The fruit of which they partook freely was quite sweet and palatable. Still, one kind of food cloys after a time, and so our new settlers found it. Besides, it was not very substantial, and failed to keep up their wonted strength. This set them to looking up some other article which might impart variety to their fare. At last they succeeded in finding an esculent root, which they partook of at first with some caution, fearing that it might be unwholesome. Finding, however, that eating it produced no unpleasant effects, they continued the use of it. Even this, however, failed to afford them as much variety as they wished.

"I feel as if I should like some fish for breakfast," said Robert one morning, on waking up.

"So should I, lad," returned Bates. "Why shouldn't we have some?"

"You mean that we shall go fishing?"

"Yes; we've got a boat, and I have some cord. We'll rig up fishing lines, and go out on a fishing cruise."

Robert adopted the idea with alacrity. It promised variety and excitement.

"I wonder we hadn't thought of it before. I used to be a fisherman, Bates."

"Did you?"

"Yes; I supplied the market at home for a short time, till Captain Haley smashed my boat."

"The mean lubber! I wish we had him here."

"I don't; I prefer his room to his company."

"I'd try how he'd like being tied to a tree."

"I don't think you'd untie him again in a hurry."

"You may bet high on that, lad."

They rigged their fishing lines—cutting poles from the trees—and armed them with hooks, of which, by good luck, Bates happened to have a supply with him. Then they launched the ship's boat, in which Bates had come to the island, and put out to sea.

Robert enjoyed the row in the early morning, and wondered they had not thought of taking out the boat before. At last they came to the business which brought them out, and in about half an hour had succeeded in catching four fishes, weighing perhaps fifteen pounds altogether.

"That'll be enough for us, unless you are very hungry," said Robert. "Now, suppose we land and cook them."

"Ay, ay, lad!"

Of course, their cooking arrangements were very primitive. In the first place, they were compelled to make a fire by the method in use among the savages, of rubbing two sticks smartly together, and catching the flame in a little prepared tinder. The fish were baked over the fire thus kindled. Though the outside was smoked, the inside was sweet and palatable, and neither was disposed to be fastidious. The preparation of the meal took considerable time, but they had abundance of that, and occupation prevented their brooding over their solitary situation.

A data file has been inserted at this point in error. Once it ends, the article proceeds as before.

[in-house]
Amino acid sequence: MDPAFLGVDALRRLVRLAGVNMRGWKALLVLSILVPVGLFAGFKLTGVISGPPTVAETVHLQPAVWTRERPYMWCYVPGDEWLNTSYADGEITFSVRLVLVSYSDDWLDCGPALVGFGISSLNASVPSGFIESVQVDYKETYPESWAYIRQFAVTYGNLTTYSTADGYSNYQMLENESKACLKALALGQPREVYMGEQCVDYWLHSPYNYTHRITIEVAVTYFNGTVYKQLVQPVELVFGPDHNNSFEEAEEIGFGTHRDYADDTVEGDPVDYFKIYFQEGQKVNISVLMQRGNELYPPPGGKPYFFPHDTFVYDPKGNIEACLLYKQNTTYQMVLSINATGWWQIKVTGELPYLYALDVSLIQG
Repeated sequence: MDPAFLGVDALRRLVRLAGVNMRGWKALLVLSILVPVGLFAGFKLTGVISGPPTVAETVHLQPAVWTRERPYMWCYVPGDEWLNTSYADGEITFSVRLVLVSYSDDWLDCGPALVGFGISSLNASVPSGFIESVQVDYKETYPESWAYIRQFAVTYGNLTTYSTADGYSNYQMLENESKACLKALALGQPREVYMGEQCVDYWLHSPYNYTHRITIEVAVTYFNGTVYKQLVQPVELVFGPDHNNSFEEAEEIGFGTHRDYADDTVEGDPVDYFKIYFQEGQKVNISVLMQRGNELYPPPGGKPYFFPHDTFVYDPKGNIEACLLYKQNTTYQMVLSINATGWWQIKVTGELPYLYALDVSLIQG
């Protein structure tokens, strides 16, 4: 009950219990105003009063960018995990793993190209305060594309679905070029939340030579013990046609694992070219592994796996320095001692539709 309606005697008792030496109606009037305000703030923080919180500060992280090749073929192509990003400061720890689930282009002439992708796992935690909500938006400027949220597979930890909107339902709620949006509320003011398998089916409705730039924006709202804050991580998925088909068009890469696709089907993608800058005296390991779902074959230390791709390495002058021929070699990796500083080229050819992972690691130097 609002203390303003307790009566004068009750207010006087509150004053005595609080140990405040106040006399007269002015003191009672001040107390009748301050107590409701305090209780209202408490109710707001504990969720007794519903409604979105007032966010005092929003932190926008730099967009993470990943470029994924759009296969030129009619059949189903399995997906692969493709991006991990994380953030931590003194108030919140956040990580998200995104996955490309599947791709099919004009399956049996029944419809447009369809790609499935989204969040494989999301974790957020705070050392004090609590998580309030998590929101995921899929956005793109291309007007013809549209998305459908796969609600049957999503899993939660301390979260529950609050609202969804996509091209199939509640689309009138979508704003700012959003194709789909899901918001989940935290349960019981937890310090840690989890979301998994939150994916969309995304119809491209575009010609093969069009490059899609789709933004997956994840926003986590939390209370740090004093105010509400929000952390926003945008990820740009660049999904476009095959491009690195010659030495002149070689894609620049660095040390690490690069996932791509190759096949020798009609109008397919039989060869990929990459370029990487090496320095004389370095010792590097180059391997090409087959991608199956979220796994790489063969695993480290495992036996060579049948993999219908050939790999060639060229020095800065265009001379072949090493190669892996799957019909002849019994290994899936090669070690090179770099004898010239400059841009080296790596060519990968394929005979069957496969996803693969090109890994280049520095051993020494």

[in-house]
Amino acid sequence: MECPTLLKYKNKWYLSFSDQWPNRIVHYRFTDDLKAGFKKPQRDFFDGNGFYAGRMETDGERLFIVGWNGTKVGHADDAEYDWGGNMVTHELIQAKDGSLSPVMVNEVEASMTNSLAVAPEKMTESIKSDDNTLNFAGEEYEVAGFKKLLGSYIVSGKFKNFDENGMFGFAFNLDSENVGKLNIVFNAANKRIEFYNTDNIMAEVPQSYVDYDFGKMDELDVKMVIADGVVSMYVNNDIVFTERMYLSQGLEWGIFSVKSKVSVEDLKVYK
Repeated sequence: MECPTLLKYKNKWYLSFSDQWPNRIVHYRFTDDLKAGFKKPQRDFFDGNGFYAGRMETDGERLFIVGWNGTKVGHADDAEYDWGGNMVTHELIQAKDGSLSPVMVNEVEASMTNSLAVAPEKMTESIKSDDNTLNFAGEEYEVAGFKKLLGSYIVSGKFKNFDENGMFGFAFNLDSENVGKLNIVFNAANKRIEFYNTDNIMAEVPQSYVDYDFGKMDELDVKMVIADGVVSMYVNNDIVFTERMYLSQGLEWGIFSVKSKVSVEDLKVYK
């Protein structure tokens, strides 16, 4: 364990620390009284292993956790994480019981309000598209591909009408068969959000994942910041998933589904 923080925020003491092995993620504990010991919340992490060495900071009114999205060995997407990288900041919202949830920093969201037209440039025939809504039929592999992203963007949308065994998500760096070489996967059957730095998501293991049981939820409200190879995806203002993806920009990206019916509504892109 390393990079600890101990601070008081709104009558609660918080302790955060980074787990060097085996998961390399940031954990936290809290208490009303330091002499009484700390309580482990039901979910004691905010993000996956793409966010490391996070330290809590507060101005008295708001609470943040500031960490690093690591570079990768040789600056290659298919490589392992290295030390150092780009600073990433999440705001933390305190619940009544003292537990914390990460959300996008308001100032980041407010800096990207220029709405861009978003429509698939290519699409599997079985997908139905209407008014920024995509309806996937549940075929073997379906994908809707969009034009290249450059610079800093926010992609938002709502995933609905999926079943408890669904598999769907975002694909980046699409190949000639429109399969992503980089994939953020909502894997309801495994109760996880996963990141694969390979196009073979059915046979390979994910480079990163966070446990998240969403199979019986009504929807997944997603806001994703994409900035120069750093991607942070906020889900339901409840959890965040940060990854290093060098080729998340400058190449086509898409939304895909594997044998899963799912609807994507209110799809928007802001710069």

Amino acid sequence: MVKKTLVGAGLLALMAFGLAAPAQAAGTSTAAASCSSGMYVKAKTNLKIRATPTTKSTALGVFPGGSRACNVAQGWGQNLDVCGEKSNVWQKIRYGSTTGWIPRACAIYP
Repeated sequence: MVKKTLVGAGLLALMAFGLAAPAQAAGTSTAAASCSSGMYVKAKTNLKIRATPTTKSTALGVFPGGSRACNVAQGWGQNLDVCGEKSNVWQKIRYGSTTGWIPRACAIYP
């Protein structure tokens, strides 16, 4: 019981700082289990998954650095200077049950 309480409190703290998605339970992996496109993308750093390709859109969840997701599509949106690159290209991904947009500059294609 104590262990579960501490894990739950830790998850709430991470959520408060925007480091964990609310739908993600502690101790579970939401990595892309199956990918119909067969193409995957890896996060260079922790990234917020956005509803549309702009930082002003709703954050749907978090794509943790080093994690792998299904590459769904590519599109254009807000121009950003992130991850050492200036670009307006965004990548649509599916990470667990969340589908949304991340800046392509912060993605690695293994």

"I wish I had 'Robinson Crusoe' here," said Robert—"we might get some hints from his adventures. I didn't imagine, when I used to read them, that I should ever be in a similar position."

"I've heard about him," said Bates; "but I never was much of a reader, and I never read his yarn. You might maybe tell me something of it."

"I will tell you all I can remember, but that isn't very much," said Robert.

He rehearsed to the attentive sailor such portions as he could call to mind of the wonderful story which for centuries to come is destined to enchain the attention of adventurous boys.

"That's a pretty good yarn," said Bates, approvingly. "Did he ever get off the island?"

"Yes, he got off, and became quite rich before he died."

"Maybe it'll be so with us, lad."

"I hope so. I don't know what I should do if I were alone as he was. It's selfish in me, Bates, to be glad that you are shut up here with me, but I cannot help it."

"You needn't try, lad. It would be mighty dull being alone here, 'specially if you was tied to a tree."

"But suppose we should never get off!"

"We won't suppose that, lad. We are sure to get off some time."

This confident assurance always cheered up Robert, and for the time inspired him with equal confidence. But when day after day passed away and the promised ship did not come in sight, he used to ponder thoughtfully over his situation, and the possibility that he might have to spend years at least on this lonely island. What in the meantime would become of his mother? She might die, and if he ever returned it would be to realize the loss he had sustained. The island, pleasant as it was, began to lose its charm. If his sailor companion ever shared his feelings, he never manifested them, unwilling to let the boy see that he was becoming discouraged.

At length—about six weeks after their arrival upon the island—they were returning from an excursion to the other side of the island, when, on arriving in sight of the shore, an unexpected sight greeted their eyes.

A pole had been planted in the sand, and from it waved the familiar flag, dear to the heart of every American—the star-spangled banner.

They no sooner caught sight of it, than, in joyful excitement, they ran to the shore with all the speed they could muster.



There was no one in sight, but it was evident that a party from an American ship had visited the island. Had they departed? That was a momentous question. Instinctively the eyes of both sought the sea. They saw an American ship riding at anchor a mile or more from shore.

"Give me your handkerchief, Robert," said Bates; "I'll signal them."

"It isn't very clean," said our hero.

"It'll do. See, they are looking at us."

"Your eyes must be good."

"I'm used to looking out to sea, lad."